Turnkey solution offers design, build, test, transport, & assembly
The ask from the client was for a system that could safely retrieve, sort and package nuclear waste. Eclipse Automation stepped up, took over the design and provided a comprehensive and innovative solution that met the needs and more. The Eclipse team looked at the system holistically, not only designing the system, but also taking on manufacture/assembly, full scale integration testing, and training of the construction trades, as well as planning how to transport it, and how to move the 500-ton system around on site.
As the project evolved, the scope broadened because the team at Eclipse demonstrated their expertise and willingness to stretch to meet customer needs and project demands. They designed and built a full suite of equipment to deal with the waste that includes a Bunker Waste Retrieval System (BWRS), a Sorting and Conditioning Unit (SCU), Standpipe Headworks (SPH), and are taking responsibility to integrate a Standpipe Waste Removal System (SPWRS) being supplied by others. The BWRS and SCU are unique; there are no other similar systems anywhere. Knowing the harsh climate that the system will be operating in, the team is supporting other project partners to design and build a weather enclosure that will cover the entire system, protect it from weather, and provide climate-controlled comfort via its own HVAC system.
A bit of background
Whiteshell is a former nuclear research and development facility 4,375 hectares in size, located about 100 kilometres northeast of Winnipeg, MB. The reactor there played a key role in the nuclear history of Canada. Built in 1965, it served as a research reactor and became a testing site for the CANDU fleet before it was safely shut down in 1985. Since then, it has been kept in a state of “storage and surveillance.”
While the site is owned by the Canadian government, specifically Atomic Energy of Canada Limited (AECL), Whiteshell is operated by Canadian Nuclear Laboratories (CNL), a consortium which has the responsibility of safely decommissioning and remediating the site.
Eclipse is contracted by CNL for detail design for decommissioning and waste extraction, and waste recovery. At Whiteshell, legacy nuclear waste, over and above the reactor, includes contaminated lab coats, gloves, hand tools, and many other materials ranging from low-level to intermediate-level and high-level radioactive waste. The volume of legacy materials is currently being stored in seven bunkers and over 170 standpipes on the Whiteshell Site.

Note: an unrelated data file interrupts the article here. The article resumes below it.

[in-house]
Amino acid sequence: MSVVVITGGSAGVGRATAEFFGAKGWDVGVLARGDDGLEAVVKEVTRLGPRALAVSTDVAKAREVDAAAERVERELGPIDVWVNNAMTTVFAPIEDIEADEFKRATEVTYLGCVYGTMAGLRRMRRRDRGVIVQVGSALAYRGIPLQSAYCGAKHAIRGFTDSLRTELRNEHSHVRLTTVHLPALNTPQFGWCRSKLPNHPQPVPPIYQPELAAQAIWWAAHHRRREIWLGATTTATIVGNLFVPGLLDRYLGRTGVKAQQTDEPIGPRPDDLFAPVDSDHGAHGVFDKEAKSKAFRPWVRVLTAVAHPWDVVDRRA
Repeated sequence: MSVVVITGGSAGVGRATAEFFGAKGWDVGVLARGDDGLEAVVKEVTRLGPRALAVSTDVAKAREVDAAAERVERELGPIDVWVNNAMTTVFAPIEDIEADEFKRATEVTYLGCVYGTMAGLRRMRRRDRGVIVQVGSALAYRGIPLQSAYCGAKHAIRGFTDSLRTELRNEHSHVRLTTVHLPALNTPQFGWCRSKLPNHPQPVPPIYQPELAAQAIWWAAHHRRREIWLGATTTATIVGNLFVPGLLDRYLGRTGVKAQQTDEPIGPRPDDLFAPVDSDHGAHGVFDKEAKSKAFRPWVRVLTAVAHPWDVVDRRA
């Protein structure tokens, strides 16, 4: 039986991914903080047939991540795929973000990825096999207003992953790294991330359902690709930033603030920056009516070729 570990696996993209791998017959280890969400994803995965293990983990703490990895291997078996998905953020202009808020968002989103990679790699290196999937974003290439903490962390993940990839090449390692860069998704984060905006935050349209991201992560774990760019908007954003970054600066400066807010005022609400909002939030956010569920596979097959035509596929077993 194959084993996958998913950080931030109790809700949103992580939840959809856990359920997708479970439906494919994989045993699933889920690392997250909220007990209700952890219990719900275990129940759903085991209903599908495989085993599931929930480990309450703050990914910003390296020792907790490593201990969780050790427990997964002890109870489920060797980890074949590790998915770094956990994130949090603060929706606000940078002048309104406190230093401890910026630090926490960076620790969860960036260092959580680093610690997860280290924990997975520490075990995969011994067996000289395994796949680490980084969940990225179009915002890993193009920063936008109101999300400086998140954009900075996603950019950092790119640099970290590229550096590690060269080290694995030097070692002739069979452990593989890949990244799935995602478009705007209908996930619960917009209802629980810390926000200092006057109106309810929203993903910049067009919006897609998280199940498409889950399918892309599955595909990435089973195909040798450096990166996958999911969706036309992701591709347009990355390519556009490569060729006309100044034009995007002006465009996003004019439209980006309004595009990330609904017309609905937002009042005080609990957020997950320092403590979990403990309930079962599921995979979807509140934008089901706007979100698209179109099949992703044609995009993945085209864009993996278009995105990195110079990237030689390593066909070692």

Revolutionary design and build
Eclipse was originally brought in to manufacture and assemble the retrieval systems and ended up taking on the design. The Eclipse team worked collaboratively with the customer to identify fixes that needed to happen, and to finish the job. The team delivered, and then some.
Eclipse engineers designed the system to be remotely operated, ensuring that no one will be in the area when waste is being removed. The system, built on a remote manipulator model, as opposed to a six-axis model, features an operator in a control room using hand controllers and watching on a CCTV camera system (Think Xbox on steroids.)
In choosing just the right manipulator, Eclipse went to market and developed a two-armed model based on manipulator arms that have been around for decades and proven reliable in adverse conditions, including extreme cold temperatures, which made it the right choice for northern Manitoba winters. The manipulator quickly became a member of the team, and they came to affectionately refer to it as Roma. With two arms suspended from an overhead gantry system, Roma can either pick up two things at once, or use both arms to pick up and move heavy or awkward items.